1999 The New York Times Company
The New York Times
Looks to Its Neighbors
York Times, April 4, 1999, Sunday, Late Edition - Final,
Section 11, Page 7, Column 1, Real Estate
By JAMES R.
Cooperative effort by Howard
University and the Fannie Mae
mortgage-financing agency is
bringing new life to Le Droit
Park, a neighborhood rich in
architecture and African American
history, but full of boarded-up
town houses left vacant by
the exodus of the black middle
class from the inner city.
Fannie Mae, the nation's largest provider of home mortgage financing,
agreed in 1997 to join Howard in revitalizing the area surrounding
the university. The new partners agreed that their first task
would be to renovate houses owned by the university and building
new ones on Howard's vacant lots. The Fannie Mae Foundation,
an independent nonprofit group specializing in housing problems
that draws its sole support from its namesake, invested $1 million
in studies of land use, streetscapes and commercial development
needed to support the initiative.
Recently, two university employees moved into freshly renovated
turn-of-the-century town houses south of the Howard campus that
they had purchased from the university. A third buyer will be
joining them soon.
The residences that the employees purchased are among 14 virtually
identical narrow town houses on one side of Oakdale Place facing
a parking garage on the edge of the main campus. For more than
10 years, only one person, Lillie Robinson, lived on the otherwise
boarded-up block of town houses. Now, all but two of the units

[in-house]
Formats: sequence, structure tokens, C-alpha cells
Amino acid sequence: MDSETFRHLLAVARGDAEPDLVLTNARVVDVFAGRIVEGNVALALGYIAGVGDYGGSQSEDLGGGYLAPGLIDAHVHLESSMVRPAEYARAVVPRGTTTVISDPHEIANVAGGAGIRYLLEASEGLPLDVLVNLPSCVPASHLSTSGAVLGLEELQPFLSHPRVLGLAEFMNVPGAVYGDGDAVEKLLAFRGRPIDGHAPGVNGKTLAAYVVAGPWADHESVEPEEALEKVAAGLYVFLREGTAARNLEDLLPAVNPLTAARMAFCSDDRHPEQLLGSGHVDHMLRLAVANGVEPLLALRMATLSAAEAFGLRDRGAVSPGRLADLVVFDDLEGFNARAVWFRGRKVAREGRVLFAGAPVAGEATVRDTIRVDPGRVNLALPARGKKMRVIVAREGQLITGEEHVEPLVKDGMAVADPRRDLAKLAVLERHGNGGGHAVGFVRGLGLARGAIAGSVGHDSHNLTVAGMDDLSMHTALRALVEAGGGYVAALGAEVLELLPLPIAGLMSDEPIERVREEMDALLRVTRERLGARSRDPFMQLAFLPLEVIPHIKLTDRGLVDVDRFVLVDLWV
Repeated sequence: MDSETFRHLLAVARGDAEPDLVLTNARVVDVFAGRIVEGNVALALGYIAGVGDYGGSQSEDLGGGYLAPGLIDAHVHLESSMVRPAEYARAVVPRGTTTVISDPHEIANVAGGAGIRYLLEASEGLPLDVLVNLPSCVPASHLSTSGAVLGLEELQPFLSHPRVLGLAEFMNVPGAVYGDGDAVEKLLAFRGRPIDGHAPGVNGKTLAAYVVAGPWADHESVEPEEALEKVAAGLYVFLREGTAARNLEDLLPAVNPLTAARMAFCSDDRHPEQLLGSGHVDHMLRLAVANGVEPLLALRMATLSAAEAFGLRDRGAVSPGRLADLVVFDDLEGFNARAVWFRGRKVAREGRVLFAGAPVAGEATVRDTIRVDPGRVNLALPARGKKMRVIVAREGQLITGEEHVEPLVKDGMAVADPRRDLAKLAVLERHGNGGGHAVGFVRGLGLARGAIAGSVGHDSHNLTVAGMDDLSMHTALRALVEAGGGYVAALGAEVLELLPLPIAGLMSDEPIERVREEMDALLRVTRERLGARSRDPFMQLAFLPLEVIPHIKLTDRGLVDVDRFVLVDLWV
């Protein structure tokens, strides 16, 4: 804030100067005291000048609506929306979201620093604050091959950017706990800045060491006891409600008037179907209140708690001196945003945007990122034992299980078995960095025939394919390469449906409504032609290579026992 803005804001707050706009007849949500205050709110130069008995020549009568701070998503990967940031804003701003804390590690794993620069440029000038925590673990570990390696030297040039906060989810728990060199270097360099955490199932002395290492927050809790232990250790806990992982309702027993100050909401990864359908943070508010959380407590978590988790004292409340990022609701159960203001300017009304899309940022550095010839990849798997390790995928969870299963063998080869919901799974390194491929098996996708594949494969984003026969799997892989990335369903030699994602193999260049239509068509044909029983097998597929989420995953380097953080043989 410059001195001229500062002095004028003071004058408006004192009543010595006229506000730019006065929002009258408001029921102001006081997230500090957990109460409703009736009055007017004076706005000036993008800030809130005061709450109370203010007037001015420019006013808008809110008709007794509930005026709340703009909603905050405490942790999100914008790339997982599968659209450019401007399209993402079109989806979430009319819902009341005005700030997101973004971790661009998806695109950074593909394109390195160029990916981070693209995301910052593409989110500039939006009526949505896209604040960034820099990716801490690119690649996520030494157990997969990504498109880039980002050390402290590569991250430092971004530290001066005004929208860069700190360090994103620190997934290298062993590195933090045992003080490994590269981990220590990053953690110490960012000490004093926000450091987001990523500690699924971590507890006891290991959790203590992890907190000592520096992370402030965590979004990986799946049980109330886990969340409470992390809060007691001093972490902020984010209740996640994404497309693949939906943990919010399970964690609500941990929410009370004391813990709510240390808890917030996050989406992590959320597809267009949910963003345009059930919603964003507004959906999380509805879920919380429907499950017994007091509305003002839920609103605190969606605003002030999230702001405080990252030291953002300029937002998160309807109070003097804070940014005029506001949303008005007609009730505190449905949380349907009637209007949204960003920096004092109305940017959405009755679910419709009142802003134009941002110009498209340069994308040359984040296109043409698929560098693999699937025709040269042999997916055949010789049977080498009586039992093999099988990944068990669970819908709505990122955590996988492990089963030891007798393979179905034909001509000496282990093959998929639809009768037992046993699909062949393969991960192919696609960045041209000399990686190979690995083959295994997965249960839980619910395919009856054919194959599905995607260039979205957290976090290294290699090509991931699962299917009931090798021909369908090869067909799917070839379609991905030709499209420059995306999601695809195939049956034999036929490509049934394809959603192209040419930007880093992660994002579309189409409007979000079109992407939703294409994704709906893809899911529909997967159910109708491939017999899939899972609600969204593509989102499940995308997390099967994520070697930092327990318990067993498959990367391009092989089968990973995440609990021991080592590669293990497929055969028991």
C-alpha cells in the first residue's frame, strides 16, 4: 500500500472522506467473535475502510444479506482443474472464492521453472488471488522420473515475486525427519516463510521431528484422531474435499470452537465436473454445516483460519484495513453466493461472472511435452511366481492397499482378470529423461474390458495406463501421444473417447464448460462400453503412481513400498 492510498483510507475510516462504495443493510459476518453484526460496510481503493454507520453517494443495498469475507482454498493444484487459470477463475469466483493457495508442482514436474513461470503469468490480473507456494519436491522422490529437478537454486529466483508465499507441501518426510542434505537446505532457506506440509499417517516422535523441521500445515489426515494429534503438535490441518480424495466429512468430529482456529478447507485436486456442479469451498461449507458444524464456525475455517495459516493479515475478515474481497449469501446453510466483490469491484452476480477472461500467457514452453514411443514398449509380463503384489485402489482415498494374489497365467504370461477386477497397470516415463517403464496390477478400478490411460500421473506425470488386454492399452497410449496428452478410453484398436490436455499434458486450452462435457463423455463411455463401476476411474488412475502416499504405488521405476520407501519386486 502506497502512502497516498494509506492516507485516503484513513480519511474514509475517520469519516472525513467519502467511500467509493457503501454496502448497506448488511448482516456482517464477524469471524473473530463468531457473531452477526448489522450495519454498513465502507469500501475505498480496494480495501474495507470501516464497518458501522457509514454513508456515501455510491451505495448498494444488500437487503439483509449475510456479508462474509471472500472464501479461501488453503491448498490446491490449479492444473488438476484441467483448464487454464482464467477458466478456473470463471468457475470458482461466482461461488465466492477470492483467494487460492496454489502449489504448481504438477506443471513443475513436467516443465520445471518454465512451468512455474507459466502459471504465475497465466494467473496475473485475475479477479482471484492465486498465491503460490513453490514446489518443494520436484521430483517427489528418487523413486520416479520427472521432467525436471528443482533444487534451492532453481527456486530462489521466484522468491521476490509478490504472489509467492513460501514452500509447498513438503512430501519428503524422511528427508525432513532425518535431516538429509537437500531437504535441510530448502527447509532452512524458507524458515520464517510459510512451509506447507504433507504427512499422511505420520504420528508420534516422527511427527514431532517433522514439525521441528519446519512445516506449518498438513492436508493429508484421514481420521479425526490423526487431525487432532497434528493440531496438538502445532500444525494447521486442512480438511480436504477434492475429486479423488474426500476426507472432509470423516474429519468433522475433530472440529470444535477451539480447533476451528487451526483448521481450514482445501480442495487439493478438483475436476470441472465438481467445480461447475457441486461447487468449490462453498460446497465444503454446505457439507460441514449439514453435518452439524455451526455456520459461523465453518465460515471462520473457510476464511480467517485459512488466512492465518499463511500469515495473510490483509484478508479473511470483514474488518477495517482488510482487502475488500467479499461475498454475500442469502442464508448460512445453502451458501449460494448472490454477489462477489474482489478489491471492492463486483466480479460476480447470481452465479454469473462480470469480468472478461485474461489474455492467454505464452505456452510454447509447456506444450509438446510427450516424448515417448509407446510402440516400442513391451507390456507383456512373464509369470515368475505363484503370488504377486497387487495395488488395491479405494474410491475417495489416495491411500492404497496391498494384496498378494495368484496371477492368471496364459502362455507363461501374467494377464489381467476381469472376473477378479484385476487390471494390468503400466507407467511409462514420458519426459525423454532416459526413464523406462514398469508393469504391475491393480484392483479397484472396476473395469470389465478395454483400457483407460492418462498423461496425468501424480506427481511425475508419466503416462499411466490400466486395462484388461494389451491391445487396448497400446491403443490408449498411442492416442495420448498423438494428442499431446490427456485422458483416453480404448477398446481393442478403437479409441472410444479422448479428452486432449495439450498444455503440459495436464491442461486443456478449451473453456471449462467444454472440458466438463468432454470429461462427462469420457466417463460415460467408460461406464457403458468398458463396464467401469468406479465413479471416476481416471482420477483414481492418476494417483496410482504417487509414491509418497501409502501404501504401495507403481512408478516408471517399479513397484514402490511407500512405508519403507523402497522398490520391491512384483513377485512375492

Howard owns on the street have been renovated. "Mrs. Robinson
did something very few people accomplish," said H. Patrick
Swygert, Howard's president. "She outwaited an institution."
In a report last year, Concord Partners, a consultant commissioned
by the Fannie Mae Foundation to study the area, called the amount
of vacant and abandoned housing surrounding the university "staggering." Of
the five neighborhoods near the historically black university,
the report said, the worst problem is in the Le Droit Park area
to the south of the school, where 90 buildings, or 18 percent
of all residential properties there, are vacant or abandoned.
Concord identified Howard as by far the largest owner of vacant
homes in the area.
Howard's properties in the Le Droit Park neighborhood, most of
which is on the National Register of Historic Places, include
the 12 narrow town houses on both sides of Mrs. Robinson's house,
15 larger town houses and an equal number of vacant town-house
lots acquired in the 1970s and 1980s to accommodate future expansion
of Howard's health facilities.
The threat to the neighborhood posed by the university's proposed
expansion and the impact its boarded up properties had on its
neighbors severely strained relations between Howard and Le Droit
Park residents and preservationists, said Mr. Swygert.
Shortly after Mr. Swygert became president of the university
in 1995, plans to expand the campus into the Le Droit Park community
were dropped. To help revitalize the community and rebuild Howard's
relations with its neighbors, the university began to open facilities
along the commercial Georgia Avenue corridor to its west.
In 1996 and 1997, Howard moved its data center into the top two
floors of an old Wonder Bread factory, and opened a community
association center in a former convenience store and a joint
Howard University Security/Metropolitan Police Department station
in what had been a liquor store.
So far, 24 people have signed contracts to buy town houses the
university is rehabilitating or building anew. Contract purchasers
range from members of the university's cleaning staff to medical
doctors, said C. Peter Behringer, a development consultant retained
The renovated units range from the 12-foot-wide town houses built
around the turn of the century to a 1,680 square-foot Victorian
with ornamental brick detailing selling for $173,000. The new
units, which use several different styles to fit in with the
ecletic architecture of the neighborhood, range in size from
1,300 to 1,680 square feet and sell for $140,000 to $175,000.
Suman Sorg, an architect retained by Howard for its renovation